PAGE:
Tuesday, 4 October 2011

Freewheelin’ in India - Day 8: Three wishes and wisdom shared

We finally got out of bed around 1.30pm, wishing the Taj Mahal a good afternoon as we stepped out of our room for some food. We decided to visit Fatepur Sikr, a fortified, ancient city, 40km from Agra, and managed to score a driver there and back, who’d also wait for us whilst there, for only 600 rupees (£8).

Fatepur Sikr was the short lived capital of the Mugul Empire between 1571-1585, until the lack of fresh water became too much of an issue. When we arrived we were approached by a tour guide named Abdul, offering his services around the city for 1300 rupees. Sarah rather flippantly dismissed the idea right away, she’s been growing tired of being pestered by locals that see us as rich tourists, and it’s been bringing out an unseen tough side of her that I’m finding pretty amusing. She’s been here three weeks longer than I have, and it’s been pretty annoying for me since I got here. A lot of the younger people just say hello, and we’re constanly chatting to locals and representing London in a loving fashion, but it’s quite disheartening when sometimes an ulterior motive rears it’s ugly head, or a sleazy comment gets made, forcing us to cut out of the conversation quickly. However, I liked the idea of Abdul, his English was impeccable and a little history is always welcome in my constant quest for knowledge, so after he dropped his price to just 300 ruppees, with me saying ‘Please Mama can we keep him, please, please, purlease’, Sarah agreed and off we went.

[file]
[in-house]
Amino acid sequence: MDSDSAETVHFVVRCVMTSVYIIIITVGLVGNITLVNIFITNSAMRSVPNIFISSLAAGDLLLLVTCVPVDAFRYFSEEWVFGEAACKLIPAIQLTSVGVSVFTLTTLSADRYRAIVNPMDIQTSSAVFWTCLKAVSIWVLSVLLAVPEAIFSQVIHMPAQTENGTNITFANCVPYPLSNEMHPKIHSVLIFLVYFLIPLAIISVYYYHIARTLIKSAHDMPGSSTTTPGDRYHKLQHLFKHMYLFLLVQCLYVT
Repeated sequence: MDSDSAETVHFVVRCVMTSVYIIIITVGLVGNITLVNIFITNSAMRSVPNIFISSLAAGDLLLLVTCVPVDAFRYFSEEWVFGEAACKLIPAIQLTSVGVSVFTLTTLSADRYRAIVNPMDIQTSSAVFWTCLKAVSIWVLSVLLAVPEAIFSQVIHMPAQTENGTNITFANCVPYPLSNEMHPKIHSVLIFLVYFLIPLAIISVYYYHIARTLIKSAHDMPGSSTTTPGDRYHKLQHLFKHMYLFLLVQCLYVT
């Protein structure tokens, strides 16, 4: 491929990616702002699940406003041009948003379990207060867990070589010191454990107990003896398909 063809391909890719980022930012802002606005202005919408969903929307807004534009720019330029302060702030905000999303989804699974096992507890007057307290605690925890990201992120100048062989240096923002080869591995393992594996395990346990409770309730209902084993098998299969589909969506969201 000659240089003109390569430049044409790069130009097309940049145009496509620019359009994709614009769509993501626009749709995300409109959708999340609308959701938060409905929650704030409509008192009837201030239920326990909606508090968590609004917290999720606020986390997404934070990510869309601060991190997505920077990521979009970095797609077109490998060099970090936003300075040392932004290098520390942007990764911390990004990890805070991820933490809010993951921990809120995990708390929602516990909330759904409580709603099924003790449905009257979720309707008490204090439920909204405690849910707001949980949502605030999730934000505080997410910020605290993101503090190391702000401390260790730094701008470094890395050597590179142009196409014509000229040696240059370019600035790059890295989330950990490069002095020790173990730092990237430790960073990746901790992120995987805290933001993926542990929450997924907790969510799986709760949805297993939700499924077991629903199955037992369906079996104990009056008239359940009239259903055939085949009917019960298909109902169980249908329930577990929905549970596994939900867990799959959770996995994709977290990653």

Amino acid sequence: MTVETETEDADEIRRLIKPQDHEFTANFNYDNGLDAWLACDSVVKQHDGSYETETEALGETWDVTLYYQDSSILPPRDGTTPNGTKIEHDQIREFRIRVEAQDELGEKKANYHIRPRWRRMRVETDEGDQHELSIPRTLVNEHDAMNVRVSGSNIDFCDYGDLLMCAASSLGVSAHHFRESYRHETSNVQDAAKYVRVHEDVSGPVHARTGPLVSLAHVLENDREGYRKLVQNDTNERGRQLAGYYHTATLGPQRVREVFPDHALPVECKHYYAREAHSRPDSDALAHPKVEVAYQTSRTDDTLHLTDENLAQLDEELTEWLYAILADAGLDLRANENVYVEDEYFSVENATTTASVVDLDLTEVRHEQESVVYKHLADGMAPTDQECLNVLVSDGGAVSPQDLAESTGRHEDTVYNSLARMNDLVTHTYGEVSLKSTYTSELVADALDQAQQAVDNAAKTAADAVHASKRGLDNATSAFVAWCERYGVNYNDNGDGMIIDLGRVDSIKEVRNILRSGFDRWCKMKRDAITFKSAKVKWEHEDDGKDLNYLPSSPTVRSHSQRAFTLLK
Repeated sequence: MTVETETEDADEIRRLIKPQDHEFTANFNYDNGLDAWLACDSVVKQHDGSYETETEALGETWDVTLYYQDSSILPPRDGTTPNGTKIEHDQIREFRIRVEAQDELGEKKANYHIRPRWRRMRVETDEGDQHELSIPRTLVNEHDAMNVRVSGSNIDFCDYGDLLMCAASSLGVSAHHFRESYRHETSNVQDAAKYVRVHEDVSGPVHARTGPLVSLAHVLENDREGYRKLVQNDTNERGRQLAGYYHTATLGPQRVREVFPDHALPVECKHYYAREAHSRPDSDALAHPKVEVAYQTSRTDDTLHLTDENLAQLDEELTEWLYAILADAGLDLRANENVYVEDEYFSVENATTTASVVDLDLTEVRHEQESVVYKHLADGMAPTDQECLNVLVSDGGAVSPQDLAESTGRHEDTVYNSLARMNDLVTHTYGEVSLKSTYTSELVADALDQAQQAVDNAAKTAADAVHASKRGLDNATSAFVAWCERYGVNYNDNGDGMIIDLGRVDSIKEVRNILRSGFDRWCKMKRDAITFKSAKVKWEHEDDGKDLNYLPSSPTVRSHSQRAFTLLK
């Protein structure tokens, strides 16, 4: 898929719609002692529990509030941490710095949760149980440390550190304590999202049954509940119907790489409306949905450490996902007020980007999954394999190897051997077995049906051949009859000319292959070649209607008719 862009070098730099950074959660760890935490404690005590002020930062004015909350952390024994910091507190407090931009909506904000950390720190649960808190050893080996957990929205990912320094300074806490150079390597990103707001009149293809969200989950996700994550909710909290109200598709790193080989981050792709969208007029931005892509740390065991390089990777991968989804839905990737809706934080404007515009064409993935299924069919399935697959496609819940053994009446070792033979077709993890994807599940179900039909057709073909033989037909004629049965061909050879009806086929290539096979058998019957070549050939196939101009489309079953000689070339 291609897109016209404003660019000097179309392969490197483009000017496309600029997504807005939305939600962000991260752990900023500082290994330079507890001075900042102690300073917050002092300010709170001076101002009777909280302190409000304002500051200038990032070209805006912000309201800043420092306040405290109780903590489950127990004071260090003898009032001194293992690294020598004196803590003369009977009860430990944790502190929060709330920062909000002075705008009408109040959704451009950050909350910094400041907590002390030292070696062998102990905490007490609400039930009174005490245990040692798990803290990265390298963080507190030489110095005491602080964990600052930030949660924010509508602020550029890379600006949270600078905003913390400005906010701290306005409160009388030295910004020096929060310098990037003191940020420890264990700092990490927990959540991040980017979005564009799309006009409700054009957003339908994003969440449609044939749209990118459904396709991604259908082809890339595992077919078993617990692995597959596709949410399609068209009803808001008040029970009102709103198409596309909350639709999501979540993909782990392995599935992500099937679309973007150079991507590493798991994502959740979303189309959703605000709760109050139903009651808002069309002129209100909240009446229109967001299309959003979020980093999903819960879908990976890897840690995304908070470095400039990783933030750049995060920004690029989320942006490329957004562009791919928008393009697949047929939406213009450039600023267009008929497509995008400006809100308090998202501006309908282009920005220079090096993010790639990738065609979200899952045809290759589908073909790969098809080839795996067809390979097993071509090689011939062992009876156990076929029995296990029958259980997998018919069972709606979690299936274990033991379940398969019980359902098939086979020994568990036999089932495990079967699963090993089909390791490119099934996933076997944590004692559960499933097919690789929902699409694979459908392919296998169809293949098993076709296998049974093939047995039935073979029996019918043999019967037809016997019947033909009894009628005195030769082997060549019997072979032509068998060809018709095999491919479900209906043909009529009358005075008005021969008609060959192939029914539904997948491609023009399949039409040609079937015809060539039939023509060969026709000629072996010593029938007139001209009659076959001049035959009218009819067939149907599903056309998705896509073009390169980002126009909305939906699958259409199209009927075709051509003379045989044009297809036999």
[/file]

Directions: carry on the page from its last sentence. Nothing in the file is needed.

He took us all around the grounds, telling the Story of Emperor Akbah who had three wives, one Christian, one Hindu, and one Muslim, and was desperate for a son. He went from place to place trying to acquire the good fortune that would see his dream fulfilled, but was unsuccessful until he met Sufi Saint Shaikh Salim Chishti, who predicted he’d soon have the child he desired. Following the birth of his firstborn son, Emporor Akbah built Fatepur Sikr in dedication to the Sufi Saint, consisting of amongst other things, a stunning mosque and three palaces on the grounds, one for each wife.

We visited the tomb of the Emporers elephant, who would deliver the final fate of any person found guilty of crime by Akbah, by stomping them into the ground in the arena-like garden. On the peak of the outer perimeter we had an amazing view of the palace, and I asked Abdul if we could smoke a joint there, and he agreed. I was slightly weary mid-way, when I saw a uniformed officer below, but Abdul said “Don’t worry, these guys are worth 20 rupees, you can buy them off with a chai, you’re with me, you’ll be fine”. We discussed our philosopies on life, all very similar, based on love and respect of all others, giving without the intention to recieve and not being consumed by ‘wealth’. I told him how I have little money, but am rich and he understood where I was coming from.